Evidently I'm not the only one who's been interested in making warm, rich, tasty foods this fall. The New York Times had an article today on making the perfect pie crust. They suggest suet--aka, cow lard. The best pies, popular opinion believes, are made from a combination of lard and butter. Me? I think I'll just stick with the sweet cream variety.
Here's the article: "Heaven in a Pie Pan."
Posted by A. at 11:36 AM
Tuesday, November 14, 2006
Sorry, no fireballs this year. But! The Leonid meteor shower is taking place this weekend. Sources say that in Western Europe and the Eastern United states, you might be able to see over 100 meteors per minute! That's a meteor-downpour!
Given the last link I just posted, I should advise you not to fret--the Leonid shower occurs when the Earth passes through a cloud of comet dust. And we all know how comets feel about Tsunamis (After all, Mr. Tsunami was the one to coin the phrase "Just a dirty snowball streaking through space," wasn't he?). No meteor-driven mega tsunamis in the Leonid Gang (which, I might add, sounds like an after-school tv show), just lots of sparkly, flashy dust.
What a beautiful night to be floating on a boat somewhere out in the Atlantic ocean... I'll bet the view won't get much better than that.
Anyhow, though the chances seem slim, if it's at all clear in Seattle (C and I are visiting up there this weekend), I'll step outside sometime after dark, and see what's streaking and sparkling through my night sky!
Article on NASA Science News about the Leonids.
Posted by A. at 1:21 PM
The New York Times today had an interesting article on a developing theory integrating astronomy, geology, and world-wide "flood" myths. According to the researchers in this article, the earth has likely seen far more large-scale impacts by meteors than previously believed. In a high-tech "x-marks the spot" sort of treasure hunt, scientists examined the presence of large geological formations, dubbed "chevrons" to determine where deep-sea craters might exist. The striking association of the two has led researchers to believe that the forces creating these chevrons were none other than mega-tsunamis--over 600 times the size of the memorable Aceh event.
I suggest you check out this article--if only for your daily feel-good dose of "When Science and Religion meet in the wild!" Well, if the word "MEGA-TSUNAMI" tickles your fancy, you might check it out just for that, too.
Posted by A. at 10:25 AM
Monday, November 13, 2006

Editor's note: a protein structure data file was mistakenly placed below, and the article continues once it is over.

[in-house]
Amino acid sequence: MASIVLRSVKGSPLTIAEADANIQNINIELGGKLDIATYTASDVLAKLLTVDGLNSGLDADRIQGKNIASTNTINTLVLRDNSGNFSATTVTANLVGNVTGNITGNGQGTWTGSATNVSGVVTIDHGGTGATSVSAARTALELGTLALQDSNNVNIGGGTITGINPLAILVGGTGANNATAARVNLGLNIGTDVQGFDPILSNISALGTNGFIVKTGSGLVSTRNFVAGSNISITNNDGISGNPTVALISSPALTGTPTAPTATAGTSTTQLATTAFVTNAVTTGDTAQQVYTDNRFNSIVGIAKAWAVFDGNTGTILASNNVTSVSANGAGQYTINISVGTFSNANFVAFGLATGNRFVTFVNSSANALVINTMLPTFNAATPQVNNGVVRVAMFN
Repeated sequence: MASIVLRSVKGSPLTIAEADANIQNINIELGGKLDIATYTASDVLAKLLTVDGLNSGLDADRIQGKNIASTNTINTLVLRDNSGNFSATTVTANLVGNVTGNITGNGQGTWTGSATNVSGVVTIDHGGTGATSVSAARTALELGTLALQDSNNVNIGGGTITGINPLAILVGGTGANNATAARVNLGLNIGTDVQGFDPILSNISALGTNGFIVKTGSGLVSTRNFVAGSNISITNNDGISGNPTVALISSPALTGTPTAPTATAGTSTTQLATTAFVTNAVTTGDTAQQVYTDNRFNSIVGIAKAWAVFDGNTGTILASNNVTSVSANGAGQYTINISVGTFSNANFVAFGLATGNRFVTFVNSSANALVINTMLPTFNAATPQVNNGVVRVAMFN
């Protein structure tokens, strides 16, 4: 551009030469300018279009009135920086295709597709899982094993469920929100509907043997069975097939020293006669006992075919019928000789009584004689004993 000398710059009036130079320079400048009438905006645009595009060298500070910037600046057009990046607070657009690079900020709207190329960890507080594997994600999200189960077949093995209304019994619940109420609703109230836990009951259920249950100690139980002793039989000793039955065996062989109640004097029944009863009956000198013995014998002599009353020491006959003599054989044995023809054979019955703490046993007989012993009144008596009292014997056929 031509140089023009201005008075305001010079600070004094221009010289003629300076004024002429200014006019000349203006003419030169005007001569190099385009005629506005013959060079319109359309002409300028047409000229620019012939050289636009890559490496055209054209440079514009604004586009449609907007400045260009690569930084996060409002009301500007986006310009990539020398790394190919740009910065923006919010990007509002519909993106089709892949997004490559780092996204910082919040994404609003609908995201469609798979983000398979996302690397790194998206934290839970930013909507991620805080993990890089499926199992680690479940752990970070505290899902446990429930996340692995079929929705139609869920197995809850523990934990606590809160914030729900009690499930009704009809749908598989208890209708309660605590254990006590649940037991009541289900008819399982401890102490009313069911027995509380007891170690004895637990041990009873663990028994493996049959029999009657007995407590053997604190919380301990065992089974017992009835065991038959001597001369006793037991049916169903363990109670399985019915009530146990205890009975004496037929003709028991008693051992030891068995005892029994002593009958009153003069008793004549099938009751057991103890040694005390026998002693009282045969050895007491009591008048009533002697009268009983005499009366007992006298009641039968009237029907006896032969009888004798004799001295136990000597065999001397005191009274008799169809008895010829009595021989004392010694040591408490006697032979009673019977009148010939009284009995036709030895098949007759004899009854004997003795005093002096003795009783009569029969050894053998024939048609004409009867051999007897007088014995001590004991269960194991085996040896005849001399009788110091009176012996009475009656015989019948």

In honor of revitalizing this expedition into cyber-space, I have two new links to show you. Both demonstrate the ongoing integration of traditional "paper-based" media into the on-line world.
Back in high school I won a national writing award. It was a teacher-nominated contest, and you were asked to submit several samples as well as a timed, "in-class" essay. The prompt they evaluated us on was a topic close to my heart: Will electronic media render books, magazines, and other tactile print objects obsolete? My response, if I remember accurately, took the stance that the internet would change media as we know it, but that books and newspapers hold such an enduring charm that they would persevere.
In some ways, these two links bring that question full-circle.
The first, a daily chapter of a classic book sent to your e-mail inbox (the tagline for this site offers the irresistible hook: "Too busy for books? Read them by e-mail." As if you'd have time for them there?) :
The second, a brilliantly self-absorbed on-line catalog of your print library. Don't worry, I'm working on mine on my home computer. Once I have it up and running, I assure you, you'll see a link off to your right. How could I resist? It's just so NEAT to see them represented as little pictures on the interweb. Obviously, I love the album cover feature about iTunes as well. Genius.
Posted by A. at 11:11 AM
C. started up a new blog last week, so I thought I'd make note of it in case anyone out there checks in here from time to time. He has great media links from all over the place, and other fun bits, too.
So, here it is: http://bigface-smallrazor.blogspot.com/
Hopefully his dedication to that project will inspire me to be a little more active on this, my little plot of internet space.
Posted by A. at 9:53 AM